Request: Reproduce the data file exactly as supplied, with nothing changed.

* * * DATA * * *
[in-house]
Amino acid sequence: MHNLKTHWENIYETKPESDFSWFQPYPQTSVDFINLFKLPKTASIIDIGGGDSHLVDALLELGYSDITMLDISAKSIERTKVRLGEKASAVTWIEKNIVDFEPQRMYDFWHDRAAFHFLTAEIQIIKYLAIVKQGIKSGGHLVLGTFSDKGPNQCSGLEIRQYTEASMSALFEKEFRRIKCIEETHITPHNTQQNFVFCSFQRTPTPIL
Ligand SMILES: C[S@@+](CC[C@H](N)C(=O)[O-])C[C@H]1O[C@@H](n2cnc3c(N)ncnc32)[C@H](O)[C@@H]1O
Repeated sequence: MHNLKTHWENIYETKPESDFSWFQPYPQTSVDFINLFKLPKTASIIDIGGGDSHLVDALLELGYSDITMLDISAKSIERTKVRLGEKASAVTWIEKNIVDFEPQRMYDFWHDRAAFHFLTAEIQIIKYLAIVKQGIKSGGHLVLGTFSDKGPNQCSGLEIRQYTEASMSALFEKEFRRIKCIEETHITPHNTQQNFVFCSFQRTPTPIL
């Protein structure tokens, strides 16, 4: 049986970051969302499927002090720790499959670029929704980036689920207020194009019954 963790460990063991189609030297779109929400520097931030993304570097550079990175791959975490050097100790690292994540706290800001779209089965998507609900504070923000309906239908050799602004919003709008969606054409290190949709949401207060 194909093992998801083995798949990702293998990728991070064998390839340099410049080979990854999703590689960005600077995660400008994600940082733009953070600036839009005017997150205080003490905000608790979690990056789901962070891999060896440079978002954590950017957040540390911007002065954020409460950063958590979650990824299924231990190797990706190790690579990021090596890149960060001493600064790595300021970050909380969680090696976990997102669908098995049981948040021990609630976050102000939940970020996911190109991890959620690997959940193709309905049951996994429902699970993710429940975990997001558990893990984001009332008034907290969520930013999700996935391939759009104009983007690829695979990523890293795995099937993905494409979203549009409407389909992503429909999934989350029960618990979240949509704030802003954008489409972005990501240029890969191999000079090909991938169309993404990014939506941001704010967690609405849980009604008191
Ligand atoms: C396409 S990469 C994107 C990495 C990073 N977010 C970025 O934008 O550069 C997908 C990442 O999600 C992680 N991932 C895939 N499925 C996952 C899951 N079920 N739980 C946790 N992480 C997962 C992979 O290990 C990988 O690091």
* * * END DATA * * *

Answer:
[in-house]
Amino acid sequence: MHNLKTHWENIYETKPESDFSWFQPYPQTSVDFINLFKLPKTASIIDIGGGDSHLVDALLELGYSDITMLDISAKSIERTKVRLGEKASAVTWIEKNIVDFEPQRMYDFWHDRAAFHFLTAEIQIIKYLAIVKQGIKSGGHLVLGTFSDKGPNQCSGLEIRQYTEASMSALFEKEFRRIKCIEETHITPHNTQQNFVFCSFQRTPTPIL
Ligand SMILES: C[S@@+](CC[C@H](N)C(=O)[O-])C[C@H]1O[C@@H](n2cnc3c(N)ncnc32)[C@H](O)[C@@H]1O
Repeated sequence: MHNLKTHWENIYETKPESDFSWFQPYPQTSVDFINLFKLPKTASIIDIGGGDSHLVDALLELGYSDITMLDISAKSIERTKVRLGEKASAVTWIEKNIVDFEPQRMYDFWHDRAAFHFLTAEIQIIKYLAIVKQGIKSGGHLVLGTFSDKGPNQCSGLEIRQYTEASMSALFEKEFRRIKCIEETHITPHNTQQNFVFCSFQRTPTPIL
């Protein structure tokens, strides 16, 4: 049986970051969302499927002090720790499959670029929704980036689920207020194009019954 963790460990063991189609030297779109929400520097931030993304570097550079990175791959975490050097100790690292994540706290800001779209089965998507609900504070923000309906239908050799602004919003709008969606054409290190949709949401207060 194909093992998801083995798949990702293998990728991070064998390839340099410049080979990854999703590689960005600077995660400008994600940082733009953070600036839009005017997150205080003490905000608790979690990056789901962070891999060896440079978002954590950017957040540390911007002065954020409460950063958590979650990824299924231990190797990706190790690579990021090596890149960060001493600064790595300021970050909380969680090696976990997102669908098995049981948040021990609630976050102000939940970020996911190109991890959620690997959940193709309905049951996994429902699970993710429940975990997001558990893990984001009332008034907290969520930013999700996935391939759009104009983007690829695979990523890293795995099937993905494409979203549009409407389909992503429909999934989350029960618990979240949509704030802003954008489409972005990501240029890969191999000079090909991938169309993404990014939506941001704010967690609405849980009604008191
Ligand atoms: C396409 S990469 C994107 C990495 C990073 N977010 C970025 O934008 O550069 C997908 C990442 O999600 C992680 N991932 C895939 N499925 C996952 C899951 N079920 N739980 C946790 N992480 C997962 C992979 O290990 C990988 O690091």